At Level 4, the organization implemented policies, processes or initiatives that illustrate its visible commitment to an internal human rights culture and its internal and external policies and practices reflect human rights. At Level 5, the organization implements policies, processes or initiatives that foster human rights in areas beyond the organization’s mandate and economic interests. Policies may include principles that support and respect the protection of proclaimed human rights, and the organization makes sure it is not complicit in human rights abuses. Taking this action will ensure the organization continues to benefit from an improved corporate reputation, a strong relationship with stakeholders, improved performance and strong and reliable ties with the community.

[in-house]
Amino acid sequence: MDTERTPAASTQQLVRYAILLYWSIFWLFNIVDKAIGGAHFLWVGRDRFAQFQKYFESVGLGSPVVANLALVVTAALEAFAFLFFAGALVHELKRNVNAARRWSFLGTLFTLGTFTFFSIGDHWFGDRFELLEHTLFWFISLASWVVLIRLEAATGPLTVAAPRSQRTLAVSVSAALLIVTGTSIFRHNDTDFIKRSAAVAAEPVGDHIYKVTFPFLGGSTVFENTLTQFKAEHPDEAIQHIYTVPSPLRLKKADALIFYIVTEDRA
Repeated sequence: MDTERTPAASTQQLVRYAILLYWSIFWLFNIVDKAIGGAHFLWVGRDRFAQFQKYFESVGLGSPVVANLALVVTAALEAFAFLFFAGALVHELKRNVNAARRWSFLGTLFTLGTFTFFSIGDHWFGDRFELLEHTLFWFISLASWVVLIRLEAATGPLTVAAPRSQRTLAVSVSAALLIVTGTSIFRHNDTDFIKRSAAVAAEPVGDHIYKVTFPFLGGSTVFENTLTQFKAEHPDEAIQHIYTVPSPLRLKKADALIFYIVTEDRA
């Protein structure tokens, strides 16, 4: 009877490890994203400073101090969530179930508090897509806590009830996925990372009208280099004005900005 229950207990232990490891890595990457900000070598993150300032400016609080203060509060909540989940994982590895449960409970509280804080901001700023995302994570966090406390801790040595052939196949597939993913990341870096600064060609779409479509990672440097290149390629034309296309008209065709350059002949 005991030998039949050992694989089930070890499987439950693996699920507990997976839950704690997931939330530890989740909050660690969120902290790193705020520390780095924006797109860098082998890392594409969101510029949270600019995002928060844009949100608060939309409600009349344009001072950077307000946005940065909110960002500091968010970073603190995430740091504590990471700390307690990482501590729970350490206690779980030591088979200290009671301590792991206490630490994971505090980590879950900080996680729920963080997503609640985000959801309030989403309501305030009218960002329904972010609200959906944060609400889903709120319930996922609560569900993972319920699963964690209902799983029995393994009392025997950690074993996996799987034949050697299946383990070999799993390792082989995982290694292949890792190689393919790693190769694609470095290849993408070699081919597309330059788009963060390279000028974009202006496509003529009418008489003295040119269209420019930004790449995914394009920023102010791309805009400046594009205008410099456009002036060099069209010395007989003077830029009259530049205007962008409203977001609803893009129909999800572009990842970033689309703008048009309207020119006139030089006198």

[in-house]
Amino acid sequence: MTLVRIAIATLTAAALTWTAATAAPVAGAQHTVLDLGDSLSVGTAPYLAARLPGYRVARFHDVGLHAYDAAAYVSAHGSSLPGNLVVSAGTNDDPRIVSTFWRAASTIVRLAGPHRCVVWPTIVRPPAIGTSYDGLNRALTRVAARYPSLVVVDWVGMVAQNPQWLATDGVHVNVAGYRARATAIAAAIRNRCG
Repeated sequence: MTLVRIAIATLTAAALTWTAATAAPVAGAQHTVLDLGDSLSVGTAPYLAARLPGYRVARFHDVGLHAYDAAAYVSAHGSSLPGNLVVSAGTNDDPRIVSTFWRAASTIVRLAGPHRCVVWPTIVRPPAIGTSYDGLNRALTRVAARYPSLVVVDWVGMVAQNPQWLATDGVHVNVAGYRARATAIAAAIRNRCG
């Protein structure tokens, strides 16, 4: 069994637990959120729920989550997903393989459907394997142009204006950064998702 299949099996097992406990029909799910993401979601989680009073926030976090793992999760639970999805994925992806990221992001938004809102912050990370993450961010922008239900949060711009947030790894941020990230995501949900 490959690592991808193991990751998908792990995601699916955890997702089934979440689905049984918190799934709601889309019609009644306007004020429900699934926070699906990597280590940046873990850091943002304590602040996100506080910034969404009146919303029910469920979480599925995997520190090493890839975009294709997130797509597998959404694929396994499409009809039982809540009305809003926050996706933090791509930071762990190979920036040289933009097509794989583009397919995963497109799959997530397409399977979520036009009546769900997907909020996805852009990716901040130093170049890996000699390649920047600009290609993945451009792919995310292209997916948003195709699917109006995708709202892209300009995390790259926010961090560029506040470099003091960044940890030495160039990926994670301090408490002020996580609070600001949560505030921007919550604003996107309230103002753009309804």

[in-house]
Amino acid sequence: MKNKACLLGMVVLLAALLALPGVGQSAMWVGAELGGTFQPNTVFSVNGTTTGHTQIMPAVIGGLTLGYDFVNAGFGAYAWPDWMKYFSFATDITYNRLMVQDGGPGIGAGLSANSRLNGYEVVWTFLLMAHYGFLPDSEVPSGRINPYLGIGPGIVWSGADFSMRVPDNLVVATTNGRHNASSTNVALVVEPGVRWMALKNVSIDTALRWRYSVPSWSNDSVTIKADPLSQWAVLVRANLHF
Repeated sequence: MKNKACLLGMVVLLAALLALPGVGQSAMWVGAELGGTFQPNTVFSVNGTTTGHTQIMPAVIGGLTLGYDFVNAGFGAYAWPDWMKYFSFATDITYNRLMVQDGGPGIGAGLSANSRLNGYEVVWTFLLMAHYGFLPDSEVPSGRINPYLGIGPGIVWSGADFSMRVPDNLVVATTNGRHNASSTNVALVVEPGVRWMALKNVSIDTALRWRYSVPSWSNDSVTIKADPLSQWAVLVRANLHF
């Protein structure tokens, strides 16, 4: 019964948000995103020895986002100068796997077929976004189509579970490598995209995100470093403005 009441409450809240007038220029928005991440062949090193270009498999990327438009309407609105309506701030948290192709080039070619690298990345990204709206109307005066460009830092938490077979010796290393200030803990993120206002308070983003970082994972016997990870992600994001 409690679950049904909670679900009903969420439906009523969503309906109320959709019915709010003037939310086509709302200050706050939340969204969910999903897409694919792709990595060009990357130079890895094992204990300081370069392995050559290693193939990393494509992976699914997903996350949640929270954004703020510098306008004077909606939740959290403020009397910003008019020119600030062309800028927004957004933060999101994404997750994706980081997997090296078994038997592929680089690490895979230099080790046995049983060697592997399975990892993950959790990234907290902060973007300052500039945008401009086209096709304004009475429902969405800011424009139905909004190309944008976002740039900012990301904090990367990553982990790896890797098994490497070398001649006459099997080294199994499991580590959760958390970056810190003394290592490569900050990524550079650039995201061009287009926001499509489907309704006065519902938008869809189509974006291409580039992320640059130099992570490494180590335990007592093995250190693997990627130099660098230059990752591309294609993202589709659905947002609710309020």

For example, organizations often include, in their annual reports, information about positive contributions they are making to human rights. The report can cover a wide range of the organization’s internal policies, management practices, and executive involvement. It can also include a clear representation of the voluntary initiatives that illustrate the organization’s commitment to human rights.
An organization that develops a human rights approach to conducting business can:
- Include human rights principles in policy statements: These statements can include expressions of support for universal human rights, especially those of employees and the communities within which business is conducted and operated.
- Promote non-discrimination in all areas of its work and not just based on the grounds of discrimination enumerated in the Canadian Human Rights Act.